Liberty Journal

World-class facilities bring local and Christian communities to Lynchburg

Summer 2012 : By Olivia Witherite

As Liberty University’s campus is getting a construction “facelift,” it continues to offer hospitality and service to groups of all ages from the community and surrounding areas in its world-class facilities.

Since the mid-1980s, the Vines Center, Williams Stadium, and other buildings have been welcoming venues for numerous events with large crowds in attendance. While serving the needs of the university, these buildings, along with others, were designed with community use in mind.

From high school graduations to Red Cross blood drives and Virginia High School League (VHSL) track meets, the events held at Liberty bring in people from all over the state.

A huge draw to the campus is the Liberty Mountain Snowflex Centre, which features the Barrick-Falwell Lodge and a slope made of synthetic material that simulates the effects of snow and allows skiers and snowboarders to ride year-round. The Centre houses community members’ birthday parties every week as well as ski and snowboard camps and weddings in the summer.

 “Our camps are drawing national exposure. It’s a unique way they get to see the entire campus from one location,” said Drew Sherwood, general manager of the Snowflex Centre.

The center also hosts ministry events for children in the city of Lynchburg.

“We could potentially get 100-150 underprivileged kids who have never had the chance to ski or snowboard and probably never will and introduce them for the first time to a solid group of students,” Sherwood said. “These (students) have a huge impact utilizing our facilities to share the message.”

“(The community) gets to come to world-class, state-of-the-art facilities,” added Ernest Carter, director of event management. “They get to experience our Christian values. It’s a ministry opportunity for us to share Christ with the community and to non-believers.”

These state-of-the-art facilities include the LaHaye Ice Center, which hosts hockey and skating clubs as well as camps throughout the year. This hosting also brings in more fans to Liberty’s club sports program, as the community makes up around 30 percent of fans at hockey games, according to Jeff Boettger, associate head coach of the men’s Division I hockey team.

The university is also responsible for bringing revenue to local businesses when it hosts such events.

“Liberty University and the events it hosts is a large reason people visit Lynchburg, and is therefore a vital element of local tourism,” said Beckie Nix, tourism director at the Lynchburg Regional Chamber of Commerce. “People who come to attend camps, concerts or sporting events do not just spend time in our city, they spend dollars. They sleep in our hotels, eat in our restaurants and shop in our retail venues. All this activity infuses new money to help grow our local economy and keep Lynchburg a vibrant, community. “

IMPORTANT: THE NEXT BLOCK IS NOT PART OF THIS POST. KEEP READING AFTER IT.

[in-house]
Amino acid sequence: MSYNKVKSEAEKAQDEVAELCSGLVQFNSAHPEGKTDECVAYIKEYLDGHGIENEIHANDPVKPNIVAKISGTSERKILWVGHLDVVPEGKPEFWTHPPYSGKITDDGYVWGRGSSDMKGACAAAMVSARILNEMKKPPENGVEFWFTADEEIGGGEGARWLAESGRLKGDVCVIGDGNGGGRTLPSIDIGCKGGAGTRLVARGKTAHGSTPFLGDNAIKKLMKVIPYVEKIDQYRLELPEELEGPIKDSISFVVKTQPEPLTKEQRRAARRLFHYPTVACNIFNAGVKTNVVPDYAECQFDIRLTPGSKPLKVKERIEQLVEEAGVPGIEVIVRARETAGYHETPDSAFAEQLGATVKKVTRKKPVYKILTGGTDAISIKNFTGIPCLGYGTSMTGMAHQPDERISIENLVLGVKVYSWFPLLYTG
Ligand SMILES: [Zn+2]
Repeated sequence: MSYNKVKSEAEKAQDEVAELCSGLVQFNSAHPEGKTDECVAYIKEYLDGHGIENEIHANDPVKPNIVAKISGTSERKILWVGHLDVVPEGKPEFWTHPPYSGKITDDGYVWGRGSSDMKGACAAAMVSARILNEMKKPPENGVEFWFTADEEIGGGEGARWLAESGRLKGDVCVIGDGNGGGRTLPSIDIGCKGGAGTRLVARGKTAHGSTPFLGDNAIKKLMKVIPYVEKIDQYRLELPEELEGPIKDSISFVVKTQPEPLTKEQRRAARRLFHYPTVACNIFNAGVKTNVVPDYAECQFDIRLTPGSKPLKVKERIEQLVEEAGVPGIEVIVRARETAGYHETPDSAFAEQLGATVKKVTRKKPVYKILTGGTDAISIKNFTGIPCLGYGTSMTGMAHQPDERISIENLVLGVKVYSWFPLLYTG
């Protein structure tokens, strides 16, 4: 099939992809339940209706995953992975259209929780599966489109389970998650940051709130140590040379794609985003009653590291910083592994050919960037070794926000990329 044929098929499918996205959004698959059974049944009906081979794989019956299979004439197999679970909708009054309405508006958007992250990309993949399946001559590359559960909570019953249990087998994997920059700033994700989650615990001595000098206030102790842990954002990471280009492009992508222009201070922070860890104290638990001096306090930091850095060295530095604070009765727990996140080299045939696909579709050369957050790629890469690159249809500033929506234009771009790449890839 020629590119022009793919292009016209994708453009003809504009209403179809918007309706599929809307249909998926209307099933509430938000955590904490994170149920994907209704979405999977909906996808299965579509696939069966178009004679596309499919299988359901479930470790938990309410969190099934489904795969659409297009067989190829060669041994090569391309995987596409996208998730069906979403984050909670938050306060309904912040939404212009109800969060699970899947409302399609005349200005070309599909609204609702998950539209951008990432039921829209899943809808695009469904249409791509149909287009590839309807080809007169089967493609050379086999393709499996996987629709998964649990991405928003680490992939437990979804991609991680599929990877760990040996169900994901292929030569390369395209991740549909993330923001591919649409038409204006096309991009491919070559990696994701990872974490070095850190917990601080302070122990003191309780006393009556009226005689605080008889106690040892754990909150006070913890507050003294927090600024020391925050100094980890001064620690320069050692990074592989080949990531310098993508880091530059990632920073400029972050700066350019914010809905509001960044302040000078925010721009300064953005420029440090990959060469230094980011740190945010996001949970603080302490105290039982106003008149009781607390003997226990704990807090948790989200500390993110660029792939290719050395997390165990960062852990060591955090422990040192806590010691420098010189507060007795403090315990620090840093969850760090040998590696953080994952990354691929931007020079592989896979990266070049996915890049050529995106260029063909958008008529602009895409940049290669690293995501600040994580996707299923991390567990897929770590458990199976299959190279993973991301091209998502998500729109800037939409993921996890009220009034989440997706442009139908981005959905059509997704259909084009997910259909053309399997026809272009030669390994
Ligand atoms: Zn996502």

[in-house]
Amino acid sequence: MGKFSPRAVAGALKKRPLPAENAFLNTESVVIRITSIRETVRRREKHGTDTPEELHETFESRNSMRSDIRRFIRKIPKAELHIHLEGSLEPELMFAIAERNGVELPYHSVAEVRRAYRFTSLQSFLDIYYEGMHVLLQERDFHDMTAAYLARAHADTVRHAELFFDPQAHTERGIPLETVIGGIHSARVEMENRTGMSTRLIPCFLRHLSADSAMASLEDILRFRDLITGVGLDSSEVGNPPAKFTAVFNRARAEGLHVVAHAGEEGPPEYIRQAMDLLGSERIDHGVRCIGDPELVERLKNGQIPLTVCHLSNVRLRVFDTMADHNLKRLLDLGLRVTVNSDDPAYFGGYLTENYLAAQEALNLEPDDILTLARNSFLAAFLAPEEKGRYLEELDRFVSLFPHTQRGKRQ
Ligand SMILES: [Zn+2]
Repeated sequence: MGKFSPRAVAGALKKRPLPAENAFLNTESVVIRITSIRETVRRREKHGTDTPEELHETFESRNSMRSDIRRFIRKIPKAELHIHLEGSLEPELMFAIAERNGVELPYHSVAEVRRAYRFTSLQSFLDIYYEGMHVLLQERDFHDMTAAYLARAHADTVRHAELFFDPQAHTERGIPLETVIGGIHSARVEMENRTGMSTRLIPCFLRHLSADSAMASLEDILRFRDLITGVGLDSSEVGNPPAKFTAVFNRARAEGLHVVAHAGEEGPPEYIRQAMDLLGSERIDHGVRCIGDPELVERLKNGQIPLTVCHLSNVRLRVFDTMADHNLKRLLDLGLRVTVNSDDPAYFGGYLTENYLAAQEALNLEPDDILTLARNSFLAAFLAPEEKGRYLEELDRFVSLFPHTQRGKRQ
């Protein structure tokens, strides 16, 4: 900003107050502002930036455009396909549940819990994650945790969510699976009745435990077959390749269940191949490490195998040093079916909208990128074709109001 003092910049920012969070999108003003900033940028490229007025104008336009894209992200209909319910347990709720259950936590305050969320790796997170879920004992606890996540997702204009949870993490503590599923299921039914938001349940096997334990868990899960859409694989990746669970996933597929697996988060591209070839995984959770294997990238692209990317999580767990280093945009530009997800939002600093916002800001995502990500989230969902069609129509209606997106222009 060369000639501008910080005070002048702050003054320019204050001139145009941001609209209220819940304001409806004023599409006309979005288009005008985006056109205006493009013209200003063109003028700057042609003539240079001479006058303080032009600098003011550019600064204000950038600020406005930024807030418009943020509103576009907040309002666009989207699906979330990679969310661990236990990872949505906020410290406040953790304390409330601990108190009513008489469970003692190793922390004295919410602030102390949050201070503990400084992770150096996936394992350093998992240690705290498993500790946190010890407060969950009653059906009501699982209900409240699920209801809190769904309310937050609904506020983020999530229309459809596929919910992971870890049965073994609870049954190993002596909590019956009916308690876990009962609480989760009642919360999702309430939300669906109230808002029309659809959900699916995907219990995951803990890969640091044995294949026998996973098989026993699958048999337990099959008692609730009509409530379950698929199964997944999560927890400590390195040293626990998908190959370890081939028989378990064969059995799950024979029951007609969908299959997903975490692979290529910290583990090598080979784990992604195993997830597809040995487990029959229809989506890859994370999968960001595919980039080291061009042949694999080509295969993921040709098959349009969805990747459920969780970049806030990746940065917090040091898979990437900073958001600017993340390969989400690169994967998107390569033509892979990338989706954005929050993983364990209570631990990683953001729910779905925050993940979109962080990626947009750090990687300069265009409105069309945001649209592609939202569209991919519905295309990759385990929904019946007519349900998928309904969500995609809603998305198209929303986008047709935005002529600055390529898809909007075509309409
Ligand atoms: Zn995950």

A prime example of this activity was seen in December 2011, when the university prepared for 10,000-12,000 players, families and spectators at Williams Stadium for the Group AA VHSL State Football Championships.

The campus also hosts Soccer Mania, an indoor soccer league for children and adults housed in the Thomas Indoor Soccer Center. The two indoor turf fields host hundreds of players of all ages year-round. 

Liberty also hosts many events through Student Activities including concerts and the annual Block Party at the beginning of the school year, which features local vendors, games, carnival rides and giveaways.

Even Liberty’s facilities that are not on main campus are being utilized by locals. The Liberty Mountain Conference Center is open for businesses and other organizations to rent and “shares the love of Christ through the community,” according to Carter.

The community also has access to the Sports Racket, which is approximately a 15-minute drive from the main campus. The center hosts racquetball and tennis summer camps, from junior programs to adult leagues.  

To expand more into the community, Josh Yeoman and Student Activities created the Liberty Mountain Trail Series in 2009 to display the mountain property that Liberty offers. In the last race, 111 participants finished the race, 60-70 percent of which was Liberty students, while the other 30-40 percent was community members.

“One of our goals as a department is to create shared experiences through events that are executed with excellence,” Yeoman said. "We believe that relationships and a strong community (are) built through shared experiences."

In 2011, Liberty opened another facility for students and the public, the Liberty Mountain Skate Park, an 8,600-square-foot facility that hosts skaters and BMX riders right next to campus at Candlers Station. 

“We’re all part of this greater Lynchburg region. Colleges and universities have always played a major role in the greater community,” said Lee Beaumont, director of auxiliary services. “Colleges offer things that a community normally wouldn’t have, whether it be a large football stadium, an ice center a ski slope, gymnasiums. So how the students benefit is (from) better relations with the community.”

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